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Bewildering Stories

Slawomir Rapala

Bewildering Stories biography

to Bewildering Stories bibliography

First of all, maybe I should explain my name. It’s a great ice-breaker whenever it gets mentioned for the first time, I immediately become the center of attention, an attraction of sorts. It consists of two ancient Slavic words: slava, ‘glory’ and mir, ‘‘peace’. It speaks volumes about my Polish heritage.

Growing up in Canada with a name like that wasn’t easy and many times I wanted to change it into something more pronounceable, something less strange and alien (Stephen?). I never did, though. There is something in every name: a heritage, history, tradition, myth... You really can’t break away from these things

The Rapalas My name is only the tip of the iceberg, though; there is much more going on there due to my immigrant status. Acculturation begins at the very onset of our life and continues throughout. Am I Polish? Or Polish-Canadian? I spent my childhood in Poland, my teenage years in Canada, my early adulthood in the U.S. and later in Australia. Then I returned to Poland, where my son Simon was born in 2005. The circle was complete. Is he Polish? Or Polish-Canadian?

I returned to Canada in March 2005 with my beautiful wife and son, who is a continuous source of joy for us both. It was difficult to leave Poland, where we’ve enjoyed the traditional Polish cuisine thanks to the examplary culinary talents of my mother-in-law. So much history and tradition in this one of the many beautiful, though economically, socially and politically crippled countries of the post-Soviet bloc. But the people are so sad.

I have been writing since I remember, both in Polish and in English. Poetry, stories, novels – fantasy and straight sci-fi. Never had much success in publishing, but then again I never really tried hard enough. I think I took it too seriously for some time and it was a source of stress. Now I write as a hobby and I find it much more relaxing. I also suddenly found that I had an audience.

I should bow my head here to the genius of Robert E. Howard. I still remember the first Conan story that I read when I was perhaps ten or so. Left me speechless. Still does. I don’t know what it is about sword and sorcery: the strength of heroes? The beauty of women? The magic? Perhaps the freedom to shake off conventional themes and dive head-first into something strange and exotic. Something that you created yourself.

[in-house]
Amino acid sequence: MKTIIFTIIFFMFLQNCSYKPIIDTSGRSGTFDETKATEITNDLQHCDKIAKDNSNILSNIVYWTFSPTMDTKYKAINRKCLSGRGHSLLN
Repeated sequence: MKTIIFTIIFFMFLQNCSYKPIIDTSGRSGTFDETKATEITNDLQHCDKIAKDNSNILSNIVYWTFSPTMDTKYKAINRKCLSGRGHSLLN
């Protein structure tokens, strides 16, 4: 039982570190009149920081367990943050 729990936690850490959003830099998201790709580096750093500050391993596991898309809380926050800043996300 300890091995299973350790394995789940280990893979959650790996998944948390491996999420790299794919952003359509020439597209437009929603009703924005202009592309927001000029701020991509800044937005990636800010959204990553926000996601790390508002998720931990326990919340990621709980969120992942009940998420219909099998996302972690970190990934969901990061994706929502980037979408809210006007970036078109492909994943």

Most of my stories are based in the same world, a world divided. A world I call post-Azmattic, where time is winding down. My main character, a protagonist I hope others will learn to love and hate alike, is named Aezubah. I mentioned the importance of names before. His name you can trace back to a Hebrew original, and its meaning reflects his fate, a fate that he does not accept until late in his life.

I hope to have a small website running soon that may turn into a place where others can come and enjoy the sword and sorcery-governed world of Aezubah. Maybe some art, too, eventually. I hope that others will come and learn about me: my writing, my influences, my likes and dislikes.

I imagine a universe where I could sit and write all day long. Locked in a little room. Well, not too little. Perhaps with an ocean view, so I could watch my wife sun-bake on the beach while Simon climbs a surfboard and heads for the waves. Until that day, then, enjoy the site. And don’t forget to come back.

S. J. Rapala

Copyright © 2007 by Slawomir Rapala

Bewildering Stories bibliography

Prose Fiction
The Aezubah cycle Other Prose Fiction
Birth of Vengeance, part 1; parts 2-5
The Spear of Destiny, chapters 1-3; chapters 4-5
Through the Sands of Southern Deserts
    parts 1-2; parts 3-4
Dreamtime, parts 1-2; parts 3-4
Dragon Scales
Athanasios, parts 1-2; parts 3-4
Headhunters of Argaron, part 1-2; parts 3-4
Of Tyrants and Gods, parts 1-2; parts 3-4; part 5
Shades of Azmattia, parts 1-2; parts 3-4; part 5
Empty Places, part 1; parts 2-3; part 4
A Ghost Story
Odd Patient
Atlantis, Atlantis!
Dreams of Babylon
Golden Strings
Frozen Landscapes of the Mind
Fahima’s Tears
Novel: The Three Kings
Non-fiction: Stanislaw Lem and Polish Science Fiction
Poetry: O Vampire, My Love

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